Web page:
Vertical Tail Position
- Without using energy, the tail hangs down, due to gravity; to move and hold the tail upwards requires the dog to use energy
- When the tail hangs down it is relaxed; when the tail stands up it is under tension
- A tail that is high up and stationary means it is under enormous tension
Without further ado, this makes immediately clear:
- Ideally, a dog would like to be relaxed with the tail hanging down, in order to save its energy for other action
- The higher up the tail and the more stationary, the more energetic (or stressed!) is the dog
- Although during play we may appreciate an energetic dog, we don't want a stressed dog because a stressed dog is dangerous: At some point a stressed dog will either 'collapse' and quietly lie down, or it will release its stress through hectic attention-seeking, digging, barking, or biting!
So, the higher up and the more stationary the tail is, the more watchful and careful we should be of the dog, because the dog is likely to show some erratic behavior: (S)he is already on high energy, (s)he is under tension! From this state, a dog can jump up or spring forward in an instant, quicker than we can stretch a leg.
The tail's position on a vertical axis helps us to identify 5 or 6 different energy states of the dog, and likewise 5 or 6 different states of how the dog currently feels:
Under normal circumstances, the vertical tail position of a fearful dog is that the tail hangs down close to the dog's body, or is even curled inwards under the dog's body, such that you can hardly see it (and such that it is safe to the dog).
Under normal circumstances, the vertical tail position of a calm dog is that the tail is held below the horizontal and away from the body (and certainly not tucked under).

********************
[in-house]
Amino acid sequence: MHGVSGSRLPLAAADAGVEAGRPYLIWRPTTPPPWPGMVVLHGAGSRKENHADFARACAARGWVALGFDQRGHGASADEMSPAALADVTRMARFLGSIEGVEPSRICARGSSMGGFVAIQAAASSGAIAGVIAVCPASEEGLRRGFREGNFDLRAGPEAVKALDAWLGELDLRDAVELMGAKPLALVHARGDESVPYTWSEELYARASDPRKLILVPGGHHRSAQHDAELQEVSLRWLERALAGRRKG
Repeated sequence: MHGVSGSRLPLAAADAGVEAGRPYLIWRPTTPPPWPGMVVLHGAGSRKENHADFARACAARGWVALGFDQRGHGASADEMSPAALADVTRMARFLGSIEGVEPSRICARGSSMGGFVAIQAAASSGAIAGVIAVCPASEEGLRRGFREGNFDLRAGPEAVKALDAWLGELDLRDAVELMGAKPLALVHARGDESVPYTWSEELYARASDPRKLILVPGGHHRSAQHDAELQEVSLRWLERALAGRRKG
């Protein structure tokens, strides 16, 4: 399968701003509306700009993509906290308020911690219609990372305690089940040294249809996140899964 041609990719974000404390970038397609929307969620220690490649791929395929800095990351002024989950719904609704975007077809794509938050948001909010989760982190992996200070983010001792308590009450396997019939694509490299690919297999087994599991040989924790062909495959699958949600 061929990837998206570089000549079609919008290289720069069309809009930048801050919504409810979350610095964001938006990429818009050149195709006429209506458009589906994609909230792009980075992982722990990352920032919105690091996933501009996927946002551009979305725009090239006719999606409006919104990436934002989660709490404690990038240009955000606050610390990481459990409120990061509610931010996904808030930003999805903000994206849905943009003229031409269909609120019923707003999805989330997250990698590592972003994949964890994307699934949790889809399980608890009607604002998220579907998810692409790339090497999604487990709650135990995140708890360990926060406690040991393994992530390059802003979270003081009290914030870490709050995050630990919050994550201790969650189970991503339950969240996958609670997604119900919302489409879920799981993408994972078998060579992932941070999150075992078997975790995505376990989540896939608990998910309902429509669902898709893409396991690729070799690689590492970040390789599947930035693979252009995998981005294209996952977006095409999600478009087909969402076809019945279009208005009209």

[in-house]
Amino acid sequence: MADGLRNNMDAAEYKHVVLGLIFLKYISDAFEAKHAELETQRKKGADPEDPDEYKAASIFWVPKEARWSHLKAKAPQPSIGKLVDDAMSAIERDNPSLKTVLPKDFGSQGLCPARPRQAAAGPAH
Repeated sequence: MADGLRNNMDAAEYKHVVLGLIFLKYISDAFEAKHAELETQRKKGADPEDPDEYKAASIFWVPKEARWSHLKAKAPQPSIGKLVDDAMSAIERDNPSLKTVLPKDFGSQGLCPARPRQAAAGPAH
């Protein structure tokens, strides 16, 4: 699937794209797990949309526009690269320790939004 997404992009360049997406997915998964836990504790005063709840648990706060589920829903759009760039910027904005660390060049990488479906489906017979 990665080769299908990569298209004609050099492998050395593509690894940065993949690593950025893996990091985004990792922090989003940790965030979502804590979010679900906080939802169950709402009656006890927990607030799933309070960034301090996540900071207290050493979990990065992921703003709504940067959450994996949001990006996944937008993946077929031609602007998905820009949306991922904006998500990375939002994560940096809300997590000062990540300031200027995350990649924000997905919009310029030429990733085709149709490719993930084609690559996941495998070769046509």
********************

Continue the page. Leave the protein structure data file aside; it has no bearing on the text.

Under normal circumstances, the vertical tail position of an excited dog is within about 45 degrees around the horizontal, as highlighted in the image on the right.
A confident or even dominant dog will typically wear its tail higher up, ie above the horizontal, and a submissive dog will typically wear its tail below the horizontal.
The specific indicator of an excited dog's tail however is of course that it's wagging like mad. Normally, the tail will be moving horizontally from left to right and right to left. However, the tail of an excited dog may also be moving in what appears to be an '8', ie it may somewhat 'wave' around.
Briefly, the tail may even be moving up and down without horizontal movement - but this is rather an indication that the dog is undecided whether to be cheerful or alert, because (s)he is unsure what's coming up!
Confident and Dominant Dog
Both a confident dog and a dominant dog will wear the tail above the horizontal, and rather stationary or even stiff. The dominant dog's tail may often point upwards, while the merely confident dog's tail will not.
Compare this image with the image above, and you can see exactly this!
Holding the tail up against gravity of course draws energy: Being dominant and upholding this perceived position is not easy.
Similarly, the mere fact that a dog feels the need to show its surroundings that (s)he is a confident dog means that (s)he isn't totally relaxed either.
When something upsets a dog, eg danger or simply a situation (s)he doesn't like, then a vertically upright tail is typically the first indicator that we face an alerted dog. The tail of a German Shepherd and some other dog breeds may even roll back inwards.